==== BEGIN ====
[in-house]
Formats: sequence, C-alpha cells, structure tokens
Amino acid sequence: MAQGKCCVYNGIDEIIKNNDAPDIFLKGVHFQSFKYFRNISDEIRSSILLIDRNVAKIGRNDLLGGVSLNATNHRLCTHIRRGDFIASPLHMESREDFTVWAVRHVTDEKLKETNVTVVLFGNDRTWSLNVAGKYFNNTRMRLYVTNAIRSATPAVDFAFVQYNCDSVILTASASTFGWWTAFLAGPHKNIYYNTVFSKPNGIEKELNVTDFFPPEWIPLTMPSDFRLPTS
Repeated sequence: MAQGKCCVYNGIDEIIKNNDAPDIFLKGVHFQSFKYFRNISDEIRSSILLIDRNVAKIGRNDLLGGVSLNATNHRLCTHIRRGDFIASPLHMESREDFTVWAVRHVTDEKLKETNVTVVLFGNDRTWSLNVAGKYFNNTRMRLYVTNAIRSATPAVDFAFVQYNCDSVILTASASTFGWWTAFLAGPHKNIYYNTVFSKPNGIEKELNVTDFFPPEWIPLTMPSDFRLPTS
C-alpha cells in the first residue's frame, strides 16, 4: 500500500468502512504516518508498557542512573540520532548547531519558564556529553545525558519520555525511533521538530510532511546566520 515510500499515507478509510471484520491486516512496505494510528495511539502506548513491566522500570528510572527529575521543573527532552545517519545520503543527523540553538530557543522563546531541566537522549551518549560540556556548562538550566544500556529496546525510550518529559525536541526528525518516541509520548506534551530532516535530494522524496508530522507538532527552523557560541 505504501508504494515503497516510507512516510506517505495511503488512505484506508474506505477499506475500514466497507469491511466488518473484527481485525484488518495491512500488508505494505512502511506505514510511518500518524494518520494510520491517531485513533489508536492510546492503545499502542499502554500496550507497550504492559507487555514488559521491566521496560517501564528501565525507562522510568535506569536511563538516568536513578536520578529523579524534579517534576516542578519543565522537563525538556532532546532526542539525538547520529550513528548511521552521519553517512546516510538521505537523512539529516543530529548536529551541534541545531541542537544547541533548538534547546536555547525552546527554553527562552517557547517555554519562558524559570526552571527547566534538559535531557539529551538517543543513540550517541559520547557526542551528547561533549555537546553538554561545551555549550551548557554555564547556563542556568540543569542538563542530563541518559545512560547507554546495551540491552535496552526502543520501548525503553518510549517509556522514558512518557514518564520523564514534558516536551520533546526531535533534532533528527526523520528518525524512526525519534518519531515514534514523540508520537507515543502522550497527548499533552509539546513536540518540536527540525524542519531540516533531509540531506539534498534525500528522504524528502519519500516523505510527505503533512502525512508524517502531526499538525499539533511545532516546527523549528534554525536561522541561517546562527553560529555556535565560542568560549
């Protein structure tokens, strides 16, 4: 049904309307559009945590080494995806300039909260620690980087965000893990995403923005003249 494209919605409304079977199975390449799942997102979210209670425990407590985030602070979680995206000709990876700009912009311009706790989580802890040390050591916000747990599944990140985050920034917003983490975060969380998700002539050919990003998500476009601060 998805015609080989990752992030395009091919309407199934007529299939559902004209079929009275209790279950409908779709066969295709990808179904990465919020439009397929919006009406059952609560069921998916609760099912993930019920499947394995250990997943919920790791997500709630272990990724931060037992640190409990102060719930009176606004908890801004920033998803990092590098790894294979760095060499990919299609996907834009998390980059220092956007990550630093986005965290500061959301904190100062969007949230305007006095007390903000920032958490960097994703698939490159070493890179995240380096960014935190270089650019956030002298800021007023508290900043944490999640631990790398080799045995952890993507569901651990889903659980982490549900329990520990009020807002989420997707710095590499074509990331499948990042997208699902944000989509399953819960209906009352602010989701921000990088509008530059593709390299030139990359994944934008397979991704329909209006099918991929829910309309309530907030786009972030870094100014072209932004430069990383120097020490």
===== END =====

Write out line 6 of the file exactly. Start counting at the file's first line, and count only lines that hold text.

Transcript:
């Protein structure tokens, strides 16, 4: 049904309307559009945590080494995806300039909260620690980087965000893990995403923005003249 494209919605409304079977199975390449799942997102979210209670425990407590985030602070979680995206000709990876700009912009311009706790989580802890040390050591916000747990599944990140985050920034917003983490975060969380998700002539050919990003998500476009601060 998805015609080989990752992030395009091919309407199934007529299939559902004209079929009275209790279950409908779709066969295709990808179904990465919020439009397929919006009406059952609560069921998916609760099912993930019920499947394995250990997943919920790791997500709630272990990724931060037992640190409990102060719930009176606004908890801004920033998803990092590098790894294979760095060499990919299609996907834009998390980059220092956007990550630093986005965290500061959301904190100062969007949230305007006095007390903000920032958490960097994703698939490159070493890179995240380096960014935190270089650019956030002298800021007023508290900043944490999640631990790398080799045995952890993507569901651990889903659980982490549900329990520990009020807002989420997707710095590499074509990331499948990042997208699902944000989509399953819960209906009352602010989701921000990088509008530059593709390299030139990359994944934008397979991704329909209006099918991929829910309309309530907030786009972030870094100014072209932004430069990383120097020490």